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Conical pendulum problem

  1. Dec 2, 2006 #1
    I tried to do this pendulum problem with force analysis, but I kept getting a wrong answer. Eventually I figured it out using torque, but I still have no clue why I was getting a wrong answer when I try to use f=ma. Any help appreciated!

    1. The problem statement, all variables and given/known data

    A conical pendulum, a thin uniform rod of length l and mass m, rotates uniformly about a vertical axis with angular velocity [tex]\omega[/tex] (the upper end of the rod is hinged). Find the angle [tex]\theta[/tex] between the rod and the vertical.

    3. The attempt at a solution

    Here's my original attempt:
    From vertical equilibrium, we have
    From the centripetal force, looking at each mass dm, we have
    [tex]dF\sin{\theta}=\omega^2 x \sin{\theta} dm[/tex], or
    [tex]dF=\omega^2 x (\frac{m}{l}) dx[/tex]
    Integrating from zero to [tex]l[/tex],
    [tex]F=\frac{1}{2} \omega^2 lm[/tex]
    equating with the F in the first equation, I got
    [tex]\cos{\theta}=\frac{2g}{\omega^2 l}[/tex], which is wrong.

    But I can get the right answer when I solve it with equilibrium/torque analysis in the rotating frame, which turns out to be [tex]\frac{3g}{2 \omega^2 l}[/tex]

    Can anyone point out what is wrong with my solution? It's been bothering me forever!!
    Last edited: Dec 3, 2006
  2. jcsd
  3. Dec 2, 2006 #2
    I'm having a hard time picturing the problem.
  4. Dec 2, 2006 #3
    It's just a basic conical pendulum made from a rod. Here's my attempt at a picture...

    Attached Files:

  5. Dec 3, 2006 #4

    Doc Al

    User Avatar

    Staff: Mentor

    I assume that the m is a typo and that you meant to write:
    [tex]\cos{\theta}=\frac{2g}{\omega^2 l}[/tex]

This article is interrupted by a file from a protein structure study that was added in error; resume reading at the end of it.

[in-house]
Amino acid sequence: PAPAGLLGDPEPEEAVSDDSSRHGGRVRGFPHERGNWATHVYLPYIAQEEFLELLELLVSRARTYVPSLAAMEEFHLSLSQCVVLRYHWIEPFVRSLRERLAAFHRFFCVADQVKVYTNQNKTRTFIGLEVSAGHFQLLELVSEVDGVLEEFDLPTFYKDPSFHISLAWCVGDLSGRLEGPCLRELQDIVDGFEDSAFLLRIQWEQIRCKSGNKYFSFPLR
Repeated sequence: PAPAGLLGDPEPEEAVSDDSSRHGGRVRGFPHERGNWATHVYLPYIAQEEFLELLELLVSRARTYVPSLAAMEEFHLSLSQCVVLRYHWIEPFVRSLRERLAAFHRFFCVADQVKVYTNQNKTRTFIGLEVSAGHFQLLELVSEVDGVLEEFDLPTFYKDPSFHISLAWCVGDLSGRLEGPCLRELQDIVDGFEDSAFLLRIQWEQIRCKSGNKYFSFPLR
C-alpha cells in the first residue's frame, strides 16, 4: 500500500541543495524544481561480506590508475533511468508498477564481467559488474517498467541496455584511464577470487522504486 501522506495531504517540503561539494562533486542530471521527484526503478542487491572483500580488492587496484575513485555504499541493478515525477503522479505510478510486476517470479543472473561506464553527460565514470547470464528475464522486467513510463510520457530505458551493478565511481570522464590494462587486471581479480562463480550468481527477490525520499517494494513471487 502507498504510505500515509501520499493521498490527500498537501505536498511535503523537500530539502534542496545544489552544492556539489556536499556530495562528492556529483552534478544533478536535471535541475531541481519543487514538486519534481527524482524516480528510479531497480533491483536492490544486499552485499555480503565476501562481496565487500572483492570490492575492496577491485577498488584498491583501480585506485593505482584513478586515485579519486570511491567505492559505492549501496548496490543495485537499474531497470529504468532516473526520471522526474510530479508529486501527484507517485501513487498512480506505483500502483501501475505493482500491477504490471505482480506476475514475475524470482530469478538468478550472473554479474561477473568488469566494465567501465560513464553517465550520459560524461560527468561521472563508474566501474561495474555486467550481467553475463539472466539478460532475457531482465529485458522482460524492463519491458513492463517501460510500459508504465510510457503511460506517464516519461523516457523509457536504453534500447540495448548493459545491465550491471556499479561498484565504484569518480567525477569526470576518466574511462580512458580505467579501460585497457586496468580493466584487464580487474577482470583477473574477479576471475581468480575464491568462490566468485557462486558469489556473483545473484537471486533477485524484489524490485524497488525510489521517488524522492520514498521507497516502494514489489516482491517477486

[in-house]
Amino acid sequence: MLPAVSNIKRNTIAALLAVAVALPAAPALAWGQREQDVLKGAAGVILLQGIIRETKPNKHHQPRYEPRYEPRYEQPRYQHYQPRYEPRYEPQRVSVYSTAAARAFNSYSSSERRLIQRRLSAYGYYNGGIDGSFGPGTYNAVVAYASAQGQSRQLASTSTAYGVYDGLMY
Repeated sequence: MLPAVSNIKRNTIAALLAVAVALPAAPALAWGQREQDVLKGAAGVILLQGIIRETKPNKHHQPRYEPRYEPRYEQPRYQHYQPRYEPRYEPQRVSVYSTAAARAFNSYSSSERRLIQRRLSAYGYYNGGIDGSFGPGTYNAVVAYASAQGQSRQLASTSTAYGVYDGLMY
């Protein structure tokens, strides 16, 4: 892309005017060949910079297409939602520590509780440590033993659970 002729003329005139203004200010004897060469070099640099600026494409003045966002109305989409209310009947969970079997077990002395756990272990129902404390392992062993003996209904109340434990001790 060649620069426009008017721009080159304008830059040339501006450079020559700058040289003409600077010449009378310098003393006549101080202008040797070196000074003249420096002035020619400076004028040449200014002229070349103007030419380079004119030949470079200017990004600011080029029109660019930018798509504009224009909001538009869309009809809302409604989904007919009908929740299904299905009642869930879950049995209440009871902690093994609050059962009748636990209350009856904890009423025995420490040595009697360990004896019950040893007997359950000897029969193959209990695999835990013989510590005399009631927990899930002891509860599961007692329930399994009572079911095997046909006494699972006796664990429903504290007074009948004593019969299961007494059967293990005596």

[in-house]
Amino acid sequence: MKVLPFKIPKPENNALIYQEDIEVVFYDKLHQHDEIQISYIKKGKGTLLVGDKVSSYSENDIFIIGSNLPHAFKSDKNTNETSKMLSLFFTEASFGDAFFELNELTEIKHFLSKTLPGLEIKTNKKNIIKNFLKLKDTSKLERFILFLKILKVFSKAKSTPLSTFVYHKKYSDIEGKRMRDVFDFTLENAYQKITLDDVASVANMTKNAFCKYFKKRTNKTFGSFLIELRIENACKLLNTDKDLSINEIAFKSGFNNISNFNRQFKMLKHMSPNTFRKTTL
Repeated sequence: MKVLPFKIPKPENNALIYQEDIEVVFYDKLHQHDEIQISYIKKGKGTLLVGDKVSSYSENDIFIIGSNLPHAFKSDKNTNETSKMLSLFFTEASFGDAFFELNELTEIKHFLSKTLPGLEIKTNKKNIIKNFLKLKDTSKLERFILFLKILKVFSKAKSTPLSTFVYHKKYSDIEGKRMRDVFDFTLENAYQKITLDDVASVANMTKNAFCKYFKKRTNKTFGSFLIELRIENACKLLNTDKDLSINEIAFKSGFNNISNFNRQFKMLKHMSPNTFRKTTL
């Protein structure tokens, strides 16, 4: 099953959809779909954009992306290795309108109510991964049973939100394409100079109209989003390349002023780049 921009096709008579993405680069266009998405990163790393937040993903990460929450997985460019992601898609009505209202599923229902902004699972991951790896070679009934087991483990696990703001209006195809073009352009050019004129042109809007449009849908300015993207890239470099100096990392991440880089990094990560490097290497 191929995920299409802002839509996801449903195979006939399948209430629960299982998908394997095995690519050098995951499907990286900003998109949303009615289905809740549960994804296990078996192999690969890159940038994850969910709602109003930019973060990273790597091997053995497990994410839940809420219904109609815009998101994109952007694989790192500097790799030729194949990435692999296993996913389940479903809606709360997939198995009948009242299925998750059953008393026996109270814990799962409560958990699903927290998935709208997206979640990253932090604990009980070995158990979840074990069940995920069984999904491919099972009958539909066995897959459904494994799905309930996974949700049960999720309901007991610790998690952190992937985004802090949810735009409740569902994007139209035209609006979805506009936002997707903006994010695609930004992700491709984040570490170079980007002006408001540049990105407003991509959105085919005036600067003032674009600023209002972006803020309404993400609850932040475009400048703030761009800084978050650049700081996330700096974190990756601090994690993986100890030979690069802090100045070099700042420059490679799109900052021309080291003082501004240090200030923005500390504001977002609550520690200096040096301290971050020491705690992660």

Why do you say that's wrong?

    How did you get this answer? (Again, I assume that the "m" is a typo.)
  6. Dec 3, 2006 #5
    Whoops, yeah that m was a typo :redface:

    But I know it's wrong because the book had answers at the back. (but it didn't have solutions)

    Here's what I did to get the "right" answer:

    Looking at the rotating reference frame of the rod, there is a centrifugal force and gravity. Their torque must sum to zero because the rod is in equilibrium in that reference frame.

    For each bit of mass dm, we have
    [tex]d\tau=(x sin{(\frac{\pi}{2}-\theta)})(\omega^2 x sin{\theta})dm[/tex], plugging in dm=(m/l)dx and simplify, I get
    [tex]d\tau=\frac{m\omega^2 x^2 sin{\theta}cos{\theta}dx}{l}[/tex]
    Integrating from zero to l,
    [tex]\tau=\frac{1}{3}m\omega^2 l^2 sin{\theta}cos{\theta}[/tex]

    The torque provided by gravity is simply mg(l/2)sin(theta). Equating with the centrifugal torque, I get
    [tex]\frac{1}{3}m\omega^2 l^2 sin{\theta}cos{\theta}=\frac{1}{2}mglsin{\theta}[/tex]
    Simplifying and solve for cos(theta), I found
    [tex]cos{\theta}=\frac{3g}{2\omega^2 l}[/tex]

    According to the book, this is the right answer. I just don't see why I couldn't get this result from my first way of doing it :frown:
  7. Dec 3, 2006 #6


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    Science Advisor
    Homework Helper

    I think your mistake is misunderstanding what happens on at the pivot.

    The rod is RIGID (it's not a string) so the reactions at the top can be in any direction, they don't have to be along the length of the rod. The fact that it's a pivot only means there can be no moment there.

    Your calcs for the forces on the rod due to gravity and rotation are correct but there is also an unknown sideways reaction force on the rod from the pivot. To find that, you have to take moments about somewhere. The easiest way is take moments about the pivot ...... but that's what you already did, to get the correct answer.
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